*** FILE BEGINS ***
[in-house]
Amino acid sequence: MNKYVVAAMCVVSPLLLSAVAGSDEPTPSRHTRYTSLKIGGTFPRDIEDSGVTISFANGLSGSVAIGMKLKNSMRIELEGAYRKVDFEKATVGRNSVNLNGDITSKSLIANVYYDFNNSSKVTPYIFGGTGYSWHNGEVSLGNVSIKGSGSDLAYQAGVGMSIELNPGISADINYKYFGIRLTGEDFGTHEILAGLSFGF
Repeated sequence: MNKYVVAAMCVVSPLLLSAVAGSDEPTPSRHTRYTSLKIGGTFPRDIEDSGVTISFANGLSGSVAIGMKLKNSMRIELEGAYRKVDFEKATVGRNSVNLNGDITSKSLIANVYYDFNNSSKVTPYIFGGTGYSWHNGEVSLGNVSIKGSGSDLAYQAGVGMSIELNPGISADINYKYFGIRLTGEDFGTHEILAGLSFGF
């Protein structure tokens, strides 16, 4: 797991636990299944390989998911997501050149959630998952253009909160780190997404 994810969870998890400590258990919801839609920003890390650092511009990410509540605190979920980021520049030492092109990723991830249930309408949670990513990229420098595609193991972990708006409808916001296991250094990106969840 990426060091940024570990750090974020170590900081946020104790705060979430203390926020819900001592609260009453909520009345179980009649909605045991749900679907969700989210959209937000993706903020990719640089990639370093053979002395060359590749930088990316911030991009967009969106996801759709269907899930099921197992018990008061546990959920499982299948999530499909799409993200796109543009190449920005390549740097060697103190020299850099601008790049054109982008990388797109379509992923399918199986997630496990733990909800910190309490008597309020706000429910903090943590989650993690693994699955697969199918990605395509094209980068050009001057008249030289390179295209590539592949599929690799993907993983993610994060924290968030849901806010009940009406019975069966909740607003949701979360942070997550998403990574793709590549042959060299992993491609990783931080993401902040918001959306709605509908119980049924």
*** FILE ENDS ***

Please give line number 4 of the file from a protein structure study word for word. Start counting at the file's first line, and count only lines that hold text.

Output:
């Protein structure tokens, strides 16, 4: 797991636990299944390989998911997501050149959630998952253009909160780190997404 994810969870998890400590258990919801839609920003890390650092511009990410509540605190979920980021520049030492092109990723991830249930309408949670990513990229420098595609193991972990708006409808916001296991250094990106969840 990426060091940024570990750090974020170590900081946020104790705060979430203390926020819900001592609260009453909520009345179980009649909605045991749900679907969700989210959209937000993706903020990719640089990639370093053979002395060359590749930088990316911030991009967009969106996801759709269907899930099921197992018990008061546990959920499982299948999530499909799409993200796109543009190449920005390549740097060697103190020299850099601008790049054109982008990388797109379509992923399918199986997630496990733990909800910190309490008597309020706000429910903090943590989650993690693994699955697969199918990605395509094209980068050009001057008249030289390179295209590539592949599929690799993907993983993610994060924290968030849901806010009940009406019975069966909740607003949701979360942070997550998403990574793709590549042959060299992993491609990783931080993401902040918001959306709605509908119980049924």